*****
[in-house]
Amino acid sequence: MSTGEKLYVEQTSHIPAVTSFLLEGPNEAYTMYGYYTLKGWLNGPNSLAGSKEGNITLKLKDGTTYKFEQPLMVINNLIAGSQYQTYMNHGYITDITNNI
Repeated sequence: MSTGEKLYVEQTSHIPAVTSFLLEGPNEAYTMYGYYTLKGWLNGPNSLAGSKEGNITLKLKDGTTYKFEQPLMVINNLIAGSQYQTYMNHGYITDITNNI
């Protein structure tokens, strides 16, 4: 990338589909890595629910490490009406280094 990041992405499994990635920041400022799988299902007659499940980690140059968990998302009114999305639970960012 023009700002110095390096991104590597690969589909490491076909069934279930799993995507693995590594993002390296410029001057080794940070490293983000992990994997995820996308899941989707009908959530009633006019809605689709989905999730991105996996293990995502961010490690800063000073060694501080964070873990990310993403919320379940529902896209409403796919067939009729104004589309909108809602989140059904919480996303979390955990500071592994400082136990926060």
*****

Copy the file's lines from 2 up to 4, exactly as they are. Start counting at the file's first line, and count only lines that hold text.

Amino acid sequence: MSTGEKLYVEQTSHIPAVTSFLLEGPNEAYTMYGYYTLKGWLNGPNSLAGSKEGNITLKLKDGTTYKFEQPLMVINNLIAGSQYQTYMNHGYITDITNNI
Repeated sequence: MSTGEKLYVEQTSHIPAVTSFLLEGPNEAYTMYGYYTLKGWLNGPNSLAGSKEGNITLKLKDGTTYKFEQPLMVINNLIAGSQYQTYMNHGYITDITNNI
């Protein structure tokens, strides 16, 4: 990338589909890595629910490490009406280094 990041992405499994990635920041400022799988299902007659499940980690140059968990998302009114999305639970960012 023009700002110095390096991104590597690969589909490491076909069934279930799993995507693995590594993002390296410029001057080794940070490293983000992990994997995820996308899941989707009908959530009633006019809605689709989905999730991105996996293990995502961010490690800063000073060694501080964070873990990310993403919320379940529902896209409403796919067939009729104004589309909108809602989140059904919480996303979390955990500071592994400082136990926060």